I have completely melted front street tires at Shannoville (if you know it) presumably at a beginners pace; a very technical track. It seems be a common thing with the base set up of these cars. I did have a spaced rear track though. Tire pressures could have been high but wear indicators were showing good scrub
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Old 02-20-2016, 12:00 PM   #6
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Quote:
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TRK....any difference side to side? My front right would want to lock up ....likely due driver weight. Is there a safe side to side differential in pad compound that one can do?

I have completely melted front street tires at Shannoville (if you know it) presumably at a beginners pace; a very technical track. It seems be a common thing with the base set up of these cars. I did have a spaced rear track though. Tire pressures could have been high but wear indicators were showing good scrub
occasionally, but that i attribute to varying road surface. in your case i would consider a corner balance if possible?
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Old 02-20-2016, 02:21 PM   #7
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As Topless said, start with tires first.

Based on my experience, I think that you still have too much stagger between front and rear tire width. The stagger creates an understeer bias to a large extent. And even though you have went wider on the front for more grip, you are also increasing rear width/grip. The net effect is a only slight reduction in overall understeer.

And as RacerBoy said, understeer is probably what is over-heating the front tires. Overheated tires don't grip as well and then the ABS comes on earlier.

I would suggest increasing the front width to 245 as you have planned but keep the rears at 265. The reduction in stagger to 20mm might be all you need to keep the front end planted while loosening up the rear to help the car to rotate easier.

Another suggestion is to use driving techniques specific to helping the car to rotate. At some tracks, I will abruptly come off of the throttle and turn in sharply at the same time; this unloads the rear end and starts it sliding. Then I immediately get back onto the throttle once the car has started to rotate to stop the slide and continue through the turn. It takes some practice but it works really well.
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Old 02-20-2016, 03:22 PM   #8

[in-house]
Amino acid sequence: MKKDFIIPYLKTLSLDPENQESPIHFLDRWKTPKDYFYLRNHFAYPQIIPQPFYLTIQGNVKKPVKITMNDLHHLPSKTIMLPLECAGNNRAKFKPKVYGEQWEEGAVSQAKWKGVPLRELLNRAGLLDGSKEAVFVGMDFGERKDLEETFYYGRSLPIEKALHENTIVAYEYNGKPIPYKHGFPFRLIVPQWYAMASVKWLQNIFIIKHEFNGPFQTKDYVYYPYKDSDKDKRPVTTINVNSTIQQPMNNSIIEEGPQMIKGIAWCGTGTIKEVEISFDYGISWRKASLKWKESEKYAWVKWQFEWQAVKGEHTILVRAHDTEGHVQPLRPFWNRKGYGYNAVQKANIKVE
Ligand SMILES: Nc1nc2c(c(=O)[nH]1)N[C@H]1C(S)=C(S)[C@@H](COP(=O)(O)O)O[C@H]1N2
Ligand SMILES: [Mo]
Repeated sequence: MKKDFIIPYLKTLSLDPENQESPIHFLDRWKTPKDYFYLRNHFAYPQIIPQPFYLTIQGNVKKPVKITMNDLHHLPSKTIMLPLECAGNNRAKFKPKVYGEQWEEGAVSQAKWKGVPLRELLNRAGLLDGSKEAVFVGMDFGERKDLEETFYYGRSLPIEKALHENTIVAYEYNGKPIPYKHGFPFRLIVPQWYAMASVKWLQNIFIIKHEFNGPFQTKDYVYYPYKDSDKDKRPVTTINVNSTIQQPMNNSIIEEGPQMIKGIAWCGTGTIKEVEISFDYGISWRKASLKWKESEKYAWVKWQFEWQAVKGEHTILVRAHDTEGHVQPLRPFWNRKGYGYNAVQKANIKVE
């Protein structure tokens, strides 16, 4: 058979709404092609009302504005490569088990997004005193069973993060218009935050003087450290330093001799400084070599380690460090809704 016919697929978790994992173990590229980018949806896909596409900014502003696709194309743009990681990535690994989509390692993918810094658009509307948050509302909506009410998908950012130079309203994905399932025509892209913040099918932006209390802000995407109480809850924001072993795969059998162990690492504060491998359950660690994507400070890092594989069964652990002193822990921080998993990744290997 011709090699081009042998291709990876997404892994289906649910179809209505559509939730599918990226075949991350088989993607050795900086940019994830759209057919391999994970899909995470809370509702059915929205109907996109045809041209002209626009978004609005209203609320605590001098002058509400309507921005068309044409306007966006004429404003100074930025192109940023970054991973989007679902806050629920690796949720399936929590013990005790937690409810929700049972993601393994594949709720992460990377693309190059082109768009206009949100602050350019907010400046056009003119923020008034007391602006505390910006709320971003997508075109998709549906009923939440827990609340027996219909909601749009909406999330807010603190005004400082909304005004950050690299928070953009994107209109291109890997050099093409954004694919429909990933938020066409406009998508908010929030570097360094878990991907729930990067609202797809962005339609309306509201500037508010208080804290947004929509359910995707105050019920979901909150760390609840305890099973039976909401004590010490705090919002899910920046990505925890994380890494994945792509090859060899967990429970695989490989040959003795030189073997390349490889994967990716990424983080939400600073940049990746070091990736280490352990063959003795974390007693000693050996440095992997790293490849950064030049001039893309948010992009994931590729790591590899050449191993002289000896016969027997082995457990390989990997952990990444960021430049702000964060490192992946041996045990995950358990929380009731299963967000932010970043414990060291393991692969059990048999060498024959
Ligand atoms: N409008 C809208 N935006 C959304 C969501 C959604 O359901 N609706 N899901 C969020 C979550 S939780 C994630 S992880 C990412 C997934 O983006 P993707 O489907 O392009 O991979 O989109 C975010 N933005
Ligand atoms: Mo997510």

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thanks for the tips. i guess the intent of this thread was to initiate discussion about brake bias as it applies to the boxster, as i've not seen much dialog on this topic here. i mentioned tire heating and rotation purely as discussion points as they might relate to brake bias.
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Old 02-20-2016, 04:10 PM   #9
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Seek out Bill Verburg on Pelican He would be THE Porsche brake guy in my opinion. His knowledge about brakes is nothing short of astounding.
My thoughts are if your fronts are triggering the ABS before the rears its a sign the front tires have less grip than they need for the applied brake force. and a larger front tire /less stagger is indicated as others have said above.
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Old 02-20-2016, 06:08 PM   #10
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base setup = front wheels loose traction first = abs kicks in on the fronts first.

how to make abs activate front and rear at the same time?

- increase front traction = wider tires = more grip = more stop before abs kicks in.
- increase rear clamping force = grabbier pads/taller rotors/bigger calipers/change the rear porportioning valve.

i think that things that detract from the performance of the car should not be considered: less front clamping force (ie, smaller front pads) less rear traction (narrower rear tires). further, folks that say "don't mess with brake bias" don't realise they are already doing it by changing tire width.